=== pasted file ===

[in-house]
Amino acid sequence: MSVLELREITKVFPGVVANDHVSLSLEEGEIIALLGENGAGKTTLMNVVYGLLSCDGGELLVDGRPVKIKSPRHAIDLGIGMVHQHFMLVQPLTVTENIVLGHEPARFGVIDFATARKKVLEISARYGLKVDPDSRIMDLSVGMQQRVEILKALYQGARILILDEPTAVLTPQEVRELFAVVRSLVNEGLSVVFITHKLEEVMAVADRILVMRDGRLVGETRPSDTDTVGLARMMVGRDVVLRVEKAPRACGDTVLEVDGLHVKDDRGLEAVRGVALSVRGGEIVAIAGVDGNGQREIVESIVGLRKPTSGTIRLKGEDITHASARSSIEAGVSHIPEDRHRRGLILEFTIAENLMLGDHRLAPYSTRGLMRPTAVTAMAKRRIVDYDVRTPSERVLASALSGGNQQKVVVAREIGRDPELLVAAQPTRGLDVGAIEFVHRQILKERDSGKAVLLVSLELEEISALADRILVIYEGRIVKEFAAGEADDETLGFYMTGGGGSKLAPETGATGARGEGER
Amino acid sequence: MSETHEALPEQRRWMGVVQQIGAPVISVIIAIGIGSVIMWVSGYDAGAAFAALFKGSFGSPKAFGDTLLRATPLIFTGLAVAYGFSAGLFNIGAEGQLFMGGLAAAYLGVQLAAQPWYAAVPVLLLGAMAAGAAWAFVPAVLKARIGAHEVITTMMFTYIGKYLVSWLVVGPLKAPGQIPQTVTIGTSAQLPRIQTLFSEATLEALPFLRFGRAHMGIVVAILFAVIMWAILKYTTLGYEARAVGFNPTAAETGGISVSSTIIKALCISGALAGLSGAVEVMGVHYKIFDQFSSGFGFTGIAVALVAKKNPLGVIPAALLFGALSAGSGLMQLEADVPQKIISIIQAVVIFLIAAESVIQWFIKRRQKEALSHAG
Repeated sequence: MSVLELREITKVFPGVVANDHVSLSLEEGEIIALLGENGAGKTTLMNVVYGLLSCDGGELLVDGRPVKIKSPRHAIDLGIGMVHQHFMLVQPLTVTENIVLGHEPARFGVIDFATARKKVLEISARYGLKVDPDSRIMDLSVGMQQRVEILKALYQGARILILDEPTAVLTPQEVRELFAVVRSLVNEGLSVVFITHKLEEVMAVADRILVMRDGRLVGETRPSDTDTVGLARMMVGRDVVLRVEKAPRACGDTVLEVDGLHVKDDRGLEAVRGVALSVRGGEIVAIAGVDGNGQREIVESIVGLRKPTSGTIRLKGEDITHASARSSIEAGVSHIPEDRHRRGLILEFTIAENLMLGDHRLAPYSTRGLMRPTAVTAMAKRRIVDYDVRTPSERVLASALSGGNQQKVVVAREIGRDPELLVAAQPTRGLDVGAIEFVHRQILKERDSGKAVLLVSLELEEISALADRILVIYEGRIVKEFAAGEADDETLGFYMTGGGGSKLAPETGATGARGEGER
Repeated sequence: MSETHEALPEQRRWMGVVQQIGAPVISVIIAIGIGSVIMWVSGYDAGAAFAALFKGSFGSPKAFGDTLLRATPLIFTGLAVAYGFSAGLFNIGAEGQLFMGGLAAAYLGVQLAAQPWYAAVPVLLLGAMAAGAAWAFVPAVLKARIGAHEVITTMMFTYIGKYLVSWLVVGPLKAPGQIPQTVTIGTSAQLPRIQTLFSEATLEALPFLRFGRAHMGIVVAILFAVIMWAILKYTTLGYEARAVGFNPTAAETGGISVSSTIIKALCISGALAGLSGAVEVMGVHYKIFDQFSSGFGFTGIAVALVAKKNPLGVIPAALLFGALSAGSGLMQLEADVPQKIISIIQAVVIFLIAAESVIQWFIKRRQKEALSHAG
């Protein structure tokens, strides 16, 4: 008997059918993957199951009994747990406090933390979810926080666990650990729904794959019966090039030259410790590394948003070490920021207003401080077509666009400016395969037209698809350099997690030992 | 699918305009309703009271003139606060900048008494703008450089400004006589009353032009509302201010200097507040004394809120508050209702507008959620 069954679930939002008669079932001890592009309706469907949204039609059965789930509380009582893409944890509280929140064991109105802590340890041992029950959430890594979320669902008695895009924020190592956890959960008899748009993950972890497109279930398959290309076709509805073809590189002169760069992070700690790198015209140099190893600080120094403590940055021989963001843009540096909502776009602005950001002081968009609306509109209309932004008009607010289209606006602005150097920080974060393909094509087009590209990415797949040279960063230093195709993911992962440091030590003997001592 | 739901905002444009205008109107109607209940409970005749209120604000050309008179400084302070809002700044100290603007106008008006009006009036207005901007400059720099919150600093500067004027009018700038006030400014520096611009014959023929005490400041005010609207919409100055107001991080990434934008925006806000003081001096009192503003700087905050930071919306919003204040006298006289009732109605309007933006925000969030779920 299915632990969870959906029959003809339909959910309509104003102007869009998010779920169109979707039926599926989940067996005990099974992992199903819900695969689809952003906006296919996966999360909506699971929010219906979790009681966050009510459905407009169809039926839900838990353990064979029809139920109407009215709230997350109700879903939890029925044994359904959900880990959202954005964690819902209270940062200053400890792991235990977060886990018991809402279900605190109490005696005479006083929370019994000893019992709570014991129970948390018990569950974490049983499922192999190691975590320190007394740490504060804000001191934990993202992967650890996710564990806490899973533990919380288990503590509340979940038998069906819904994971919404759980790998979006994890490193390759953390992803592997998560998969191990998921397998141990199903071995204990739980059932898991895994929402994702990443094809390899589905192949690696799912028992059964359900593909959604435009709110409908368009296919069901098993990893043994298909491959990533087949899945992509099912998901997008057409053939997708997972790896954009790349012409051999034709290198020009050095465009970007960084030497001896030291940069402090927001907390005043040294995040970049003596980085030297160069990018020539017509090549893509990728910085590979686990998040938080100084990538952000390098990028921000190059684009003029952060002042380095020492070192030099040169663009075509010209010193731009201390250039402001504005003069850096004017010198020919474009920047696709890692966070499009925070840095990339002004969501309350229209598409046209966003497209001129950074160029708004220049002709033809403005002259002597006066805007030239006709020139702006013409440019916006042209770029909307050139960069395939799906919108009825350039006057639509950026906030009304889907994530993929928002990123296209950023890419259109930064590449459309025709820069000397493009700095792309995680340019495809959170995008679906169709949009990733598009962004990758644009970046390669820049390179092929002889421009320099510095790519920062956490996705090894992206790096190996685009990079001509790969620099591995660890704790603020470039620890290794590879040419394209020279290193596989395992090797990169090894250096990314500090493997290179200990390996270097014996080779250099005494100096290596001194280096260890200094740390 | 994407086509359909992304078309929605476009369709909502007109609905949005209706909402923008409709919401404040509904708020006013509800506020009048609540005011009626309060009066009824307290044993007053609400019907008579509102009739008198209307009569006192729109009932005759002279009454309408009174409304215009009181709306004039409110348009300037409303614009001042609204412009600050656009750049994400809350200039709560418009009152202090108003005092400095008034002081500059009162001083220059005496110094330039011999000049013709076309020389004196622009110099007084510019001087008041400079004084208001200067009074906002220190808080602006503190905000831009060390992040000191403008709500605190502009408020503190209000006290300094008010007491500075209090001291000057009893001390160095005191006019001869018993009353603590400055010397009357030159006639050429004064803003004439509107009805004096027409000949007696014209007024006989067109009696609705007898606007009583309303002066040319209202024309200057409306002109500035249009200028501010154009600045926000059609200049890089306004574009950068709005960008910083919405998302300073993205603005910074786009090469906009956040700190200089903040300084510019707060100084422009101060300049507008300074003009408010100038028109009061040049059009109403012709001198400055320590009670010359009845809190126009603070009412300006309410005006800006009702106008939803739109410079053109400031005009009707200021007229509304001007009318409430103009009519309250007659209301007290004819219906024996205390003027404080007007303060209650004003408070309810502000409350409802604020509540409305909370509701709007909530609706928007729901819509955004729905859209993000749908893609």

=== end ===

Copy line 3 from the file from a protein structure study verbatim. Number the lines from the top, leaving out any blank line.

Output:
Amino acid sequence: MSETHEALPEQRRWMGVVQQIGAPVISVIIAIGIGSVIMWVSGYDAGAAFAALFKGSFGSPKAFGDTLLRATPLIFTGLAVAYGFSAGLFNIGAEGQLFMGGLAAAYLGVQLAAQPWYAAVPVLLLGAMAAGAAWAFVPAVLKARIGAHEVITTMMFTYIGKYLVSWLVVGPLKAPGQIPQTVTIGTSAQLPRIQTLFSEATLEALPFLRFGRAHMGIVVAILFAVIMWAILKYTTLGYEARAVGFNPTAAETGGISVSSTIIKALCISGALAGLSGAVEVMGVHYKIFDQFSSGFGFTGIAVALVAKKNPLGVIPAALLFGALSAGSGLMQLEADVPQKIISIIQAVVIFLIAAESVIQWFIKRRQKEALSHAG